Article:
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Loving our Lover

by davesandel on July 22nd, 2021

Thursday, July 22, 2021                                 (today’s lectionary)

Feast of Saint Mary Magdalene

Loving our Lover

The Bride says: “On my bed at night I sought him whom my heart loves, but I did not find him.

Our friend Clarence Heller wrote of this, and of its resolution:

Familiar Bedfellows

I went to bed with God

and in early morning hours

my wife showed up,

naked, cozy, alluring the cuddle,

and half-dreaming,

half in the sanctuary of safety and possibility.

I savored the moment,

welcomed them with gratitude,

and prayed love upon her.

My soul sang as she slept

only half-aware of our nestling in God.


I went to supper with my wife

and God showed up,

not just in the thirty-second ritual prayer,

but more deeply and warmly in her compassion

and loving care for our children,

and in God’s desire for her

to experience a larger taste of God’s presence,

and in God’s desire for her

continued healing and greater freedom and joy,

and we all laughed with dessert.

No one is quite sure whether Solomon intended to write his “song” as an allegory or as a poem-letter to a human lover. Clarence put the two together: “I went to bed with God … I went to supper with my wife” and, it turns out that the two moments echo each other and sing the same song.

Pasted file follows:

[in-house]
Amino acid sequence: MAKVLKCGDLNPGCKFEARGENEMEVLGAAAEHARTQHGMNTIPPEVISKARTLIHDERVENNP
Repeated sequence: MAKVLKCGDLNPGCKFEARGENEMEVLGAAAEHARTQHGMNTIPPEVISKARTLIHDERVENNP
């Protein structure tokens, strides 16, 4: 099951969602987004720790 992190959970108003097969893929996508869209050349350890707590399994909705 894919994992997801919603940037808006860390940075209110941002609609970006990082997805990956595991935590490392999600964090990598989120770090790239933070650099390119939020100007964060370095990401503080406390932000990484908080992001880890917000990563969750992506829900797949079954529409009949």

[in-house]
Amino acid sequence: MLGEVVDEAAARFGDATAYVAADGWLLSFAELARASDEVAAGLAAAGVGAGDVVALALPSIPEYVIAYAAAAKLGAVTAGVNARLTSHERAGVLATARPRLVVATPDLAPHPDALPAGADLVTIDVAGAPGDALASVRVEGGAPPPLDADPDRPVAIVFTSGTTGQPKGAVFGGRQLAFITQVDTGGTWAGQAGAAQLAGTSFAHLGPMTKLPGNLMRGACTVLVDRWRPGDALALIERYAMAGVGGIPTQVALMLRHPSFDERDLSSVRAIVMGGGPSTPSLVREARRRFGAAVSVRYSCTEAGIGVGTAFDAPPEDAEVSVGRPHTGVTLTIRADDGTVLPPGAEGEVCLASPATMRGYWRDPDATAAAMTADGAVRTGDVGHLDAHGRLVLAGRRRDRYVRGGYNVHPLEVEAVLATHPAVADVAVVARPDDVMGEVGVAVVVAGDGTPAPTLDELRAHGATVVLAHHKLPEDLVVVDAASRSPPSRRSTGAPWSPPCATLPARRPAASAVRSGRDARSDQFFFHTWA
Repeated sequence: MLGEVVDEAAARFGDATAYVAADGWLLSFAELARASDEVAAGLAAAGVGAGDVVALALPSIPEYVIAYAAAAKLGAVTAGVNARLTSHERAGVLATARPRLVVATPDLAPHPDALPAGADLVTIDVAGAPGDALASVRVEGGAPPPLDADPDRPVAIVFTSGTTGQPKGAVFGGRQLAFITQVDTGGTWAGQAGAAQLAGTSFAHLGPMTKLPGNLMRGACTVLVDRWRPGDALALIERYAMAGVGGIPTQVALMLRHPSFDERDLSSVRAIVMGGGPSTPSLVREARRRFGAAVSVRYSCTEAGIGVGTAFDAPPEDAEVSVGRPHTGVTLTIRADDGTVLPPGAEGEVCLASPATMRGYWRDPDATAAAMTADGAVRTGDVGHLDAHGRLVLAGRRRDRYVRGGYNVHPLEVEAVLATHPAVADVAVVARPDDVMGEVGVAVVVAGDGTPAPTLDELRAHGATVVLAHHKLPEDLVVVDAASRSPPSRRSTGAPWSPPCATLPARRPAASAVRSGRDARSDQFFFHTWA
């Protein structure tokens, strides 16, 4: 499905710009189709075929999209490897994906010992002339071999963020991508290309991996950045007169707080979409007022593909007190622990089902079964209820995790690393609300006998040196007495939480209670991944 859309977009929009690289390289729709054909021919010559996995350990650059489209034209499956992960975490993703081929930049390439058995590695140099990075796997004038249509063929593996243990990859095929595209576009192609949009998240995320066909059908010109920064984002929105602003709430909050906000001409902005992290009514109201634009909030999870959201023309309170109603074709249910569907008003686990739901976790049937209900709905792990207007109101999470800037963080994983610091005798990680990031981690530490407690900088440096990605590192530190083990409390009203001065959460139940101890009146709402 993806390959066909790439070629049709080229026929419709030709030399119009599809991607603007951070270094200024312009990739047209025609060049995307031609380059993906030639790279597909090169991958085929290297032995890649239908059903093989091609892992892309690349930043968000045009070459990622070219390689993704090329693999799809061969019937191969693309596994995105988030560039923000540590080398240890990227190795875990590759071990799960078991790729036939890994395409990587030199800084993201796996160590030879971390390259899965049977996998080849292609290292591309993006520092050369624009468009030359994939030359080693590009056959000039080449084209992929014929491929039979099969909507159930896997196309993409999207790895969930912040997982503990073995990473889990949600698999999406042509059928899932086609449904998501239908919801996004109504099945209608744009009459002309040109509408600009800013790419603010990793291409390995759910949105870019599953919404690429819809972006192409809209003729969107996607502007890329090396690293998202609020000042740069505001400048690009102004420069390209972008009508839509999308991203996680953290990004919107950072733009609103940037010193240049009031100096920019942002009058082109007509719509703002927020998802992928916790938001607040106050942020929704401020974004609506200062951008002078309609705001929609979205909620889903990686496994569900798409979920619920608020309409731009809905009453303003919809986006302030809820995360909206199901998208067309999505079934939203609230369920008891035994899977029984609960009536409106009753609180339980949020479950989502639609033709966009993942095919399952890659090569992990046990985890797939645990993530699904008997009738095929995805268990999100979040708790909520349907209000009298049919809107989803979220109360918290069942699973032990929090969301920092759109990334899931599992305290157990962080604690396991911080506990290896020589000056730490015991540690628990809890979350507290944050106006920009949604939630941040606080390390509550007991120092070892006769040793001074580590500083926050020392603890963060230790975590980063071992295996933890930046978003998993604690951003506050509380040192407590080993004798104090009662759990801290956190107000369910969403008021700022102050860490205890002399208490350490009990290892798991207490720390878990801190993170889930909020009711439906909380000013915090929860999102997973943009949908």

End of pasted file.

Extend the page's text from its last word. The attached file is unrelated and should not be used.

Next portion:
I looked all around the city in the streets and crossings for Him whom my heart loves. I asked the watchmen as they made their rounds: “Have you seen him whom my heart loves?” And I had hardly left them, when I FOUND HIM! whom my heart loves.

When I sit with Margaret and we cuddle, when I talk with God and we commune, these are experiences together that mutually fill me and fulfill me.

In Jesus Christ Superstar, Mary Magdalene sings “I Don’t Know How to Love Him.” How much like this is the way we love our friend and spouse? When he says he loves me, he scares me so, I want him so, I love him so. One of the best Easter tingling moments is imagining myself as Mary Magdalene, discovering the empty tomb, running to tell the disciples, but most of all seeing Jesus in his glorious new body for the first time.

Jesus said to her, “Woman, why are you weeping? Whom are you looking for?” She thought it was the gardener, but Jesus said to her, “Mary!”

In a Smithsonian article, James Carroll details some of Magdalene’s “reinventions, from prostitute to sibyl to mystic to celibate nun to passive helpmeet to feminist icon to the matriarch of divinity’s secret dynasty …”

Tell us, Mary, what did you see along the way? “Whoever is in Christ is a new creation: the old things have passed away and behold, new things have come.”

My friend John’s wife Jane died several years ago. They were lovers all through their married years. Now when he prays, fervently and daily, he prays “in the name of Jane and Jesus …” Amen. They are familiar bedfellows now and forever. This is a gift for Margaret and me as well, and for Pam and Gary, for Andi and Aki, for Chris and Melissa, for Ken and Tricia, for Don and Pat, for Casey and Michelle, for Shannon and Susan … for all of us who give ourselves in Jesus’ name to another.

My soul thirsts for you, O Lord my God. O God you are my God whom I seek. Your kindness is a greater good than life, and my lips shall glorify you.

 O kiss me, my darling, let us be glorified and together swoon into the waiting arms of God.

(Song of Songs 3, Psalm 63, John 20)

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